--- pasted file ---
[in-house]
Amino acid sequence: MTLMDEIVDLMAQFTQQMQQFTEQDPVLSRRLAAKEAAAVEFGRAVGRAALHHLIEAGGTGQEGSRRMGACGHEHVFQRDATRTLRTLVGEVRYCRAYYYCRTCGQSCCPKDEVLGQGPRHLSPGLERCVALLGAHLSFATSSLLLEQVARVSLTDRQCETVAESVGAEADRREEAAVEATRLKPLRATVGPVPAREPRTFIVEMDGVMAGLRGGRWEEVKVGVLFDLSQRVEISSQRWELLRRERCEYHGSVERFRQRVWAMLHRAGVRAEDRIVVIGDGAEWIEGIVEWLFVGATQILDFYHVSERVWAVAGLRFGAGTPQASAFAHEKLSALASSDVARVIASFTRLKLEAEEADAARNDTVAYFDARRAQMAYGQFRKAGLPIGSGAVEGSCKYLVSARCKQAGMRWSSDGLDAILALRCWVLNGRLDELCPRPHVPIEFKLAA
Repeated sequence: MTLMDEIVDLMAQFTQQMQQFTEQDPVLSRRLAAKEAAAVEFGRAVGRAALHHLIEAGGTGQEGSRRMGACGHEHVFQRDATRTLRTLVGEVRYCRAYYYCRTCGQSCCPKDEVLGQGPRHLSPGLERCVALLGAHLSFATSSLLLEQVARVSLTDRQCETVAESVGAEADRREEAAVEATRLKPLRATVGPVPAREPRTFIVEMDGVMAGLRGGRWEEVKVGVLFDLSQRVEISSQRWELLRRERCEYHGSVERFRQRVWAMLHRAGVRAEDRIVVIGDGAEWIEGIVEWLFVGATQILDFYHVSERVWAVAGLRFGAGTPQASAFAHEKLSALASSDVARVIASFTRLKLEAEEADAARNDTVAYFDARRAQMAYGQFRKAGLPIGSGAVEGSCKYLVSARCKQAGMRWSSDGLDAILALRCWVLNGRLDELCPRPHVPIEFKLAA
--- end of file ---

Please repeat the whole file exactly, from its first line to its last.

[in-house]
Amino acid sequence: MTLMDEIVDLMAQFTQQMQQFTEQDPVLSRRLAAKEAAAVEFGRAVGRAALHHLIEAGGTGQEGSRRMGACGHEHVFQRDATRTLRTLVGEVRYCRAYYYCRTCGQSCCPKDEVLGQGPRHLSPGLERCVALLGAHLSFATSSLLLEQVARVSLTDRQCETVAESVGAEADRREEAAVEATRLKPLRATVGPVPAREPRTFIVEMDGVMAGLRGGRWEEVKVGVLFDLSQRVEISSQRWELLRRERCEYHGSVERFRQRVWAMLHRAGVRAEDRIVVIGDGAEWIEGIVEWLFVGATQILDFYHVSERVWAVAGLRFGAGTPQASAFAHEKLSALASSDVARVIASFTRLKLEAEEADAARNDTVAYFDARRAQMAYGQFRKAGLPIGSGAVEGSCKYLVSARCKQAGMRWSSDGLDAILALRCWVLNGRLDELCPRPHVPIEFKLAA
Repeated sequence: MTLMDEIVDLMAQFTQQMQQFTEQDPVLSRRLAAKEAAAVEFGRAVGRAALHHLIEAGGTGQEGSRRMGACGHEHVFQRDATRTLRTLVGEVRYCRAYYYCRTCGQSCCPKDEVLGQGPRHLSPGLERCVALLGAHLSFATSSLLLEQVARVSLTDRQCETVAESVGAEADRREEAAVEATRLKPLRATVGPVPAREPRTFIVEMDGVMAGLRGGRWEEVKVGVLFDLSQRVEISSQRWELLRRERCEYHGSVERFRQRVWAMLHRAGVRAEDRIVVIGDGAEWIEGIVEWLFVGATQILDFYHVSERVWAVAGLRFGAGTPQASAFAHEKLSALASSDVARVIASFTRLKLEAEEADAARNDTVAYFDARRAQMAYGQFRKAGLPIGSGAVEGSCKYLVSARCKQAGMRWSSDGLDAILALRCWVLNGRLDELCPRPHVPIEFKLAA